Education advocate says family is key to learning

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Greensboro native Byron Garrett is chairman of the National Family Engagement Council, which advocates for family involvement in education. (EDTECHPOLICY.ORG)

Greensboro native Byron Garrett is chairman of the National Family Engagement Council, which advocates for family involvement in education. (EDTECHPOLICY.ORG)

Education always played a big part in Byron Garrett’s life.

“Education has always been a love of our family,” said Garrett, a Greensboro native and chairman of the National Family Engagement Alliance. “It’s always been the key thing that we believe to help you transition from one space in life to the next. So I found myself as a school principal and a state [education] advisor really focusing on education strategy and believing it is a key opportunity to do great work.”

Although education influenced Garrett, it was two nephews who pushed him to do more. They were living in South Carolina when Garrett learned they were having great difficulty.

“My eldest brother, their father, has been incarcerated for 18 years,” he said this week at EpicFest, a Charlotte reading festival for families. “So here I was a school principal helping someone else’s kids and then I find out my youngest nephew is two years behind. It even gave me a different sense of urgency to figure a strategy out. [I wanted to figure out] how we can help young people live the best life that they can and get a great education and that’s what’s critically important. I realized we all have a collective responsibility to think differently about how we support the education of young people.”

“There’s Greatness on the Inside,” Garrett’s first children’s book, was influenced by a student in Omaha, Nebraska when he was asked to speak to children in grades K-2.

“I was trying to figure out what I can say to a 6-year-old that would be impactful but is simple enough for them to have the concept and can be something that they can carry with them,” he said.

That is when he came up with the repetitive line that is featured in the book: “If the mind can conceive it and the heart can believe it then the hands can achieve it.”

He even came up with actions to go along with it.

“As I was leaving, one of the students said ‘this would make a great book’,” Garrett said.

Garrett had no interest in writing a children’s book and didn’t even know where to begin. So on his way back home on the plane, he jotted down key phrases from his presentation and later met up with illustrators determine to create a children’s book.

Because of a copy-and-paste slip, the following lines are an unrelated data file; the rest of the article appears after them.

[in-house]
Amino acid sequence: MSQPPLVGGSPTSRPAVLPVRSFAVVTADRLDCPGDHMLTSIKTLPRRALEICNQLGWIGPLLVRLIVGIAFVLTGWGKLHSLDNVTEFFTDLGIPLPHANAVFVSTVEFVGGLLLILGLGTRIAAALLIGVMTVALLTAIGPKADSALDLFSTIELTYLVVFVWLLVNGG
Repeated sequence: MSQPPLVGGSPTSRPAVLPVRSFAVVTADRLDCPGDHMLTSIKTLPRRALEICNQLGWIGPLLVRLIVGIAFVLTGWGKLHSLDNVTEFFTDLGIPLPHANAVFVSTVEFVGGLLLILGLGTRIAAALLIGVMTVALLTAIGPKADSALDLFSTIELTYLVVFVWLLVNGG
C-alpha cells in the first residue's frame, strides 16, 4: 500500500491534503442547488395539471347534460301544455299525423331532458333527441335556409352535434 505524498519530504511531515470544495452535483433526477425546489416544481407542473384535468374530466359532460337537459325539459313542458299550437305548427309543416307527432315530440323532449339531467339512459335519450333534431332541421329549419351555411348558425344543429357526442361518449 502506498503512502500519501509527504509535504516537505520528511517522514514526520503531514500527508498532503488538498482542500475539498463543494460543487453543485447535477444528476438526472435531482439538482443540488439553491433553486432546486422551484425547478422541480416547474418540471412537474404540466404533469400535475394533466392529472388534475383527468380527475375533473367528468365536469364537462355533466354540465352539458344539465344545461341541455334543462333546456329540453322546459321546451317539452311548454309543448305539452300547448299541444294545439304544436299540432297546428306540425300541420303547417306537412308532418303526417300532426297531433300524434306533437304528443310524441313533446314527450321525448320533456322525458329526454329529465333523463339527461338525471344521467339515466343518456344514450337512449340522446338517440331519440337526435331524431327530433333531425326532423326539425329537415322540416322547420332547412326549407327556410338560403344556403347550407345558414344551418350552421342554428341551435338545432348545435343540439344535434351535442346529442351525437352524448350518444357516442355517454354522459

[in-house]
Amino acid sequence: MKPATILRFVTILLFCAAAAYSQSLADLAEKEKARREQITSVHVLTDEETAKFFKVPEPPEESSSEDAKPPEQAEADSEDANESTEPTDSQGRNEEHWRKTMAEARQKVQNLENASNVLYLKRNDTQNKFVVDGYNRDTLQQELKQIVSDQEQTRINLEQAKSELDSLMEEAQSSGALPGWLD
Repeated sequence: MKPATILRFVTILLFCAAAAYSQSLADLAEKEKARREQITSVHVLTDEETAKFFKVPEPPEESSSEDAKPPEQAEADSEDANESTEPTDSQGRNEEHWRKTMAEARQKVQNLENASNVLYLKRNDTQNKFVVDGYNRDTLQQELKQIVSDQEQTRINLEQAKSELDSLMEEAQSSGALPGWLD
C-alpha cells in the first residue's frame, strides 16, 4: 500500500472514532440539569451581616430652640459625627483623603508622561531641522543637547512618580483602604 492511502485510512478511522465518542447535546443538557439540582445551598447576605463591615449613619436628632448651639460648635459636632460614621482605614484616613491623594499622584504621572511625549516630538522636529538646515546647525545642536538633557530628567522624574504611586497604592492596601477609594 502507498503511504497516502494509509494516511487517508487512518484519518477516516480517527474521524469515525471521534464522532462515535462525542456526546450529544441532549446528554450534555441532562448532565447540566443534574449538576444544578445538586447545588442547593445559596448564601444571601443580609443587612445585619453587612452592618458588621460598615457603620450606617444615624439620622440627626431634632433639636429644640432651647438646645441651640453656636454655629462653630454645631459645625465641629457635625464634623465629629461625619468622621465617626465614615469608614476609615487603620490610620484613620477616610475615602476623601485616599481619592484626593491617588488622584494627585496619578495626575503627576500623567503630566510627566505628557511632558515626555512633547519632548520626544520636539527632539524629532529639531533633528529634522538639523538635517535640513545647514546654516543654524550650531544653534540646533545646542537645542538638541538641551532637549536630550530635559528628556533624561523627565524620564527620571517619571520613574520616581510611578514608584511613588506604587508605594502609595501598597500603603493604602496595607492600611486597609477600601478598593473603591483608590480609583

“After that it took on a whole different life of its own,” he said. “It’s something for people of all ages. Whether you’re an adult, student or working with children, it’s the message that’s universal and applies regardless of where you live or who you are.”

For EpicFest, Garrett was featured in a free workshop for educational leaders and parents. After the workshop, he made it his duty to visit John M. Morehead STEM Academy to talk to students about life skills and strategies that are effective in being successful. Anywhere he goes, Garrett does a school visit.

“I think it helps me keep an authentic connection with students and it gives them an opportunity to see an author if they never met an author before,” he said. “That’s quite an exciting feeling to them because they think ‘wow it’s possible I can do this too. This is your book and you’re here in person.’”

Garrett believes that because he started as a speaker before a writer it helps him stand out from other authors who participated in EpicFest.

“I have a unique ability to convey a message and bring it to life telling stories that captivate and engage people in the process,” he said. “So I think that’s incredibly helpful. A lot of authors like to hide behind the words. I’m the complete opposite. I want to see the person. My grandmother always told me if you want to see a person for who they really are look them in their eyes and you’ll see the windows to their soul. And I never really understood that as a kid. But I do now. When I’m in front of a student, parent or audience it gives me the chance to engage in a very different way.”

Garrett said his book was essentially made because people need to be reminded and be encouraged that they truly can do amazing things.

“The glass is always half full,” he said. We just need to figure out how I can help you see that.

I get energized off of helping young people craft a vision that’s larger than what they currently see.”

Garrett has experience from both the non-profit and governmental sectors and strongly believes it is an advantage and has helped him with his greatest achievements.

“I’ve been able to see how society functions as a principal and as a state [education] advisor, so it gives me a chance to kind of see from the most local opportunity all the way across to a national stage,” he said. “I can sit with the governor and [ask] what is your state doing or what is your strategy but I can also drill down into a classroom and ask a teacher about their best practice of working with students. My ability to reach people in a variety of segments is much broader.”

Garret believes he isn’t defined by one industry. He also has major plans for the future.

“I always keep things on the horizon,” he said. “We’re working with some folks out in New York to possibly do a school based production where students can act out the characters of the book and bring them to life. We’re also working with a toy company to create a plush toy for the little boy and little girl so I’m in the process of thinking of names for the characters.”

Special to the NNPA News Wire from The Charlotte Post

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